160474 Mobilizing partnerships: A community-based approach for promoting nutrition among African Americans and Latinos

Monday, November 5, 2007: 11:15 AM

Vicki L. Collie-Akers, PhD, MPH , Work Group for Community Health and Development, University of Kansas, Lawrence, KS
Jerry A. Schultz, PhD , Work Group for Community Health and Development, University of Kansas, Lawrence, KS
Valorie Carson, MS , Work Group for Community Health and Development, University of Kansas, Lawrence, KS
Marianne Ronan , Kansas City-Chronic Disease Coalition, Missouri Primary Care Association, Kansas City, MO
The Kansas City-Chronic Disease Coalition is a REACH 2010 initiative working to reduce risk for cardiovascular disease and diabetes among African Americans and Latinos in Kansas City, Missouri. The purpose of this study is to examine the types of activities KC-CDC and its partners implemented to change the eating habits of African Americans and Latinos. KC-CDC's principal strategy in promoting nutrition was to mobilize partners such as neighborhood and faith organizations by providing resources (e.g., supplies and informational materials) and technical assistance and engaging in capacity building through nutrition training for key leaders to aid in the implementation of new or modified programs, policies, or practices aimed at promoting nutrition. Collaborative relationships were established in which the Coalition agreed to provide these supports and partners agreed to assist with the implementation of the Coalition's action plan. Data regarding KC-CDC's efforts come from two sources: an online documentation system to track and characterize the activities of the partners and behavioral risk factor surveys conducted before and during the intervention. Efforts to mobilize these partners were successful in that data indicate that between 10/2001 and 9/2006, 163 new programs, policies, or practices targeting nutrition were implemented by partners. Examples of these activities include providing cooking demonstrations and changing policies regarding the type of foods offered at faith organization events. These accomplishments prioritized African Americans (57% of total) as opposed to Latinos (14.7%). Preliminary analysis of data comparing the percentage of people who consume five or more servings of fruits or vegetables before and after the onset of the intervention indicate that consumption has changed significantly from 16.4% in 2001 to 21.2% in 2006 (p-value= .039) among African Americans but not among Latinos. This study has implications for public health practice related to developing partnerships that can be mobilized to improve nutrition among prioritized populations.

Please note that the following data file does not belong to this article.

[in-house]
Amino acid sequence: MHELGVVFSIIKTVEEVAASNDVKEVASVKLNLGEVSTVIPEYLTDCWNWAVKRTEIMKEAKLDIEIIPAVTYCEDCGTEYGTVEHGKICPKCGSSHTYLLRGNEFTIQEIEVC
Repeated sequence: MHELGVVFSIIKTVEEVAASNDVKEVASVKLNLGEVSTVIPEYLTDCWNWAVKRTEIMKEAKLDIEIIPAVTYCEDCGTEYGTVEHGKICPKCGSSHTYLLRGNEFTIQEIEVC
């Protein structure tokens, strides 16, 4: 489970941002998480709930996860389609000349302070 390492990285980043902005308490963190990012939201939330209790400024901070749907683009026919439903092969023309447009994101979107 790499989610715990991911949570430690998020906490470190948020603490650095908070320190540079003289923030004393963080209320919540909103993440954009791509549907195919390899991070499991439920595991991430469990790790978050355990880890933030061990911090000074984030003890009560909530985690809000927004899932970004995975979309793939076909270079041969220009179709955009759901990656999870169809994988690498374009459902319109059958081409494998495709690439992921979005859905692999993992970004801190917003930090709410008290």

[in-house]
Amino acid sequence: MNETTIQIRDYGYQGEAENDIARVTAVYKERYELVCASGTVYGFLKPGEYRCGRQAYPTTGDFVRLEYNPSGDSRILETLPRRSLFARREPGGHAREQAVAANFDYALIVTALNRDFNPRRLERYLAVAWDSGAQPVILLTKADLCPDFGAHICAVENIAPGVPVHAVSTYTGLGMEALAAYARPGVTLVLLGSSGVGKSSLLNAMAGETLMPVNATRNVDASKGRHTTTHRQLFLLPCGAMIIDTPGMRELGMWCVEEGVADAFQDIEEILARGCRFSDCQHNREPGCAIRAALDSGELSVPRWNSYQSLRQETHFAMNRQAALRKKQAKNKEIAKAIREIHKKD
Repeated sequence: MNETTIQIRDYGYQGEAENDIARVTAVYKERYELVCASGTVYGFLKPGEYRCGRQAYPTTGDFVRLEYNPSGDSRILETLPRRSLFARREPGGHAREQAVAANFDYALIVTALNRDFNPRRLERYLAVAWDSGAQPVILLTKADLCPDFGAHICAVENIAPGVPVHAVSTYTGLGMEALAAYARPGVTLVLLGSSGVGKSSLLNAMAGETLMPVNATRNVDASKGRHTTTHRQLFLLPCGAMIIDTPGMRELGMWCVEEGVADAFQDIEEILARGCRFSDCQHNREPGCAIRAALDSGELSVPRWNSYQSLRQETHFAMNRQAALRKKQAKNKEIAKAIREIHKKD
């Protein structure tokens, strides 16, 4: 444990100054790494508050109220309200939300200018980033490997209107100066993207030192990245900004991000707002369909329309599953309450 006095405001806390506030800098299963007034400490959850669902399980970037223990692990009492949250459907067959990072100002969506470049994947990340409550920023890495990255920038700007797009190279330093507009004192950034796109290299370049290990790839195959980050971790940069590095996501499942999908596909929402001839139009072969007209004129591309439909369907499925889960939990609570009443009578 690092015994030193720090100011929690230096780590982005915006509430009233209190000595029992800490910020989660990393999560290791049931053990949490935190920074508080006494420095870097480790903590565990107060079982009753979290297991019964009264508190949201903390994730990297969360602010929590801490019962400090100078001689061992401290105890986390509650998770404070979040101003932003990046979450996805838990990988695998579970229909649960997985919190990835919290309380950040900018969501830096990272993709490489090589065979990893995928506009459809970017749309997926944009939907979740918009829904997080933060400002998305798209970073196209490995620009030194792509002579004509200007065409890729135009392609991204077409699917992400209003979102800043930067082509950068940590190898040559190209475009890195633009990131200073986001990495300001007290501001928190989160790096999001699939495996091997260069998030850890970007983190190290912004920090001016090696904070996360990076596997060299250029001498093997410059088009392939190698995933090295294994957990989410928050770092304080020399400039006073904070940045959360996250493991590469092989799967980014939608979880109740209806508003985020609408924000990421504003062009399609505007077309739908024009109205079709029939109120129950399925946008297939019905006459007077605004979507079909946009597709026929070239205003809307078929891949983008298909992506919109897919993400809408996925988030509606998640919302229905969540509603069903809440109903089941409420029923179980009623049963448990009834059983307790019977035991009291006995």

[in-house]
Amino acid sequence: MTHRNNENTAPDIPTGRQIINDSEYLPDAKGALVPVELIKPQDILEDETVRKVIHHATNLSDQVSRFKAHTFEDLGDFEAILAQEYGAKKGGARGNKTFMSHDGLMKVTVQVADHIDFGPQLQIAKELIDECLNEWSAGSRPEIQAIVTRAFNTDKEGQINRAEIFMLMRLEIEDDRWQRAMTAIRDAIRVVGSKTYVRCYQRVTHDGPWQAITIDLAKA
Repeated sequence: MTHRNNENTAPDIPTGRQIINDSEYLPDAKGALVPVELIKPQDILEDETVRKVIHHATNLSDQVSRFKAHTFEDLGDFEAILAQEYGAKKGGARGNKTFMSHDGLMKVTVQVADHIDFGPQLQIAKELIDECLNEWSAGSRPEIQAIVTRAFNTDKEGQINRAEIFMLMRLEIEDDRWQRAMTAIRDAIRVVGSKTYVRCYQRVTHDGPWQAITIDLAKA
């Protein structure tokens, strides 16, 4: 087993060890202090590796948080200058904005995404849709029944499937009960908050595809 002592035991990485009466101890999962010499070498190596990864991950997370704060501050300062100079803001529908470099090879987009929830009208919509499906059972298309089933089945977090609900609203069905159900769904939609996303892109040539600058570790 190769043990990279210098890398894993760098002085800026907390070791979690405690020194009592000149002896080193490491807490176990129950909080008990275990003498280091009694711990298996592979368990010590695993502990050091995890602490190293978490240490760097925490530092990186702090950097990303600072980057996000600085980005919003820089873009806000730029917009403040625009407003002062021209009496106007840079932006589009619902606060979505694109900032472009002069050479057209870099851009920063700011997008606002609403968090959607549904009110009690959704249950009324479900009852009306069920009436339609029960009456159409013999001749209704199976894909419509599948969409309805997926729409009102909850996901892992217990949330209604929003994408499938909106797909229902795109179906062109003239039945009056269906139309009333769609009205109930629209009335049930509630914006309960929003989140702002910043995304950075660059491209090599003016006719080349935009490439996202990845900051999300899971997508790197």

Learning Objectives:
1.Describe the resources and technical assistance provided and capacity building efforts of the initiative to mobilize community partnerships. 2.Discuss the methodology used to conduct research on the efforts of a community-based initiative promoting nutrition.

Keywords: Community-Based Health Promotion, Nutrition

Presenting author's disclosure statement:

Any relevant financial relationships? No
Any institutionally-contracted trials related to this submission?

I agree to comply with the American Public Health Association Conflict of Interest and Commercial Support Guidelines, and to disclose to the participants any off-label or experimental uses of a commercial product or service discussed in my presentation.